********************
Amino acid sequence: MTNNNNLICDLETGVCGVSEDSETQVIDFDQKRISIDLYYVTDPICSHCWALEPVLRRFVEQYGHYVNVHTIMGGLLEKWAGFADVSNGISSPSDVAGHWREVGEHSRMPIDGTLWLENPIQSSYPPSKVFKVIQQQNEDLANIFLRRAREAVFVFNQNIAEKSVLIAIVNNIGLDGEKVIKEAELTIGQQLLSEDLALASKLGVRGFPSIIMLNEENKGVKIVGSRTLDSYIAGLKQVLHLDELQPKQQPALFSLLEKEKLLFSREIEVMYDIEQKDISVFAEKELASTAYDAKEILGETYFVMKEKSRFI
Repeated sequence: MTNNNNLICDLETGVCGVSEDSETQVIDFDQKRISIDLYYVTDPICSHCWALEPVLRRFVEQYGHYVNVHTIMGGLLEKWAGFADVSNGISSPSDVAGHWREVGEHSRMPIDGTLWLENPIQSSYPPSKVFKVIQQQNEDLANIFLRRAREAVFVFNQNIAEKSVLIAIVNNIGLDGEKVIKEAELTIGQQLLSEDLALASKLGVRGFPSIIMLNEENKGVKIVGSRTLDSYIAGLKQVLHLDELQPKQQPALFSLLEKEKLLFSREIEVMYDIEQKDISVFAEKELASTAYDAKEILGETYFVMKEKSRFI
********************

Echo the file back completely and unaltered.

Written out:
Amino acid sequence: MTNNNNLICDLETGVCGVSEDSETQVIDFDQKRISIDLYYVTDPICSHCWALEPVLRRFVEQYGHYVNVHTIMGGLLEKWAGFADVSNGISSPSDVAGHWREVGEHSRMPIDGTLWLENPIQSSYPPSKVFKVIQQQNEDLANIFLRRAREAVFVFNQNIAEKSVLIAIVNNIGLDGEKVIKEAELTIGQQLLSEDLALASKLGVRGFPSIIMLNEENKGVKIVGSRTLDSYIAGLKQVLHLDELQPKQQPALFSLLEKEKLLFSREIEVMYDIEQKDISVFAEKELASTAYDAKEILGETYFVMKEKSRFI
Repeated sequence: MTNNNNLICDLETGVCGVSEDSETQVIDFDQKRISIDLYYVTDPICSHCWALEPVLRRFVEQYGHYVNVHTIMGGLLEKWAGFADVSNGISSPSDVAGHWREVGEHSRMPIDGTLWLENPIQSSYPPSKVFKVIQQQNEDLANIFLRRAREAVFVFNQNIAEKSVLIAIVNNIGLDGEKVIKEAELTIGQQLLSEDLALASKLGVRGFPSIIMLNEENKGVKIVGSRTLDSYIAGLKQVLHLDELQPKQQPALFSLLEKEKLLFSREIEVMYDIEQKDISVFAEKELASTAYDAKEILGETYFVMKEKSRFI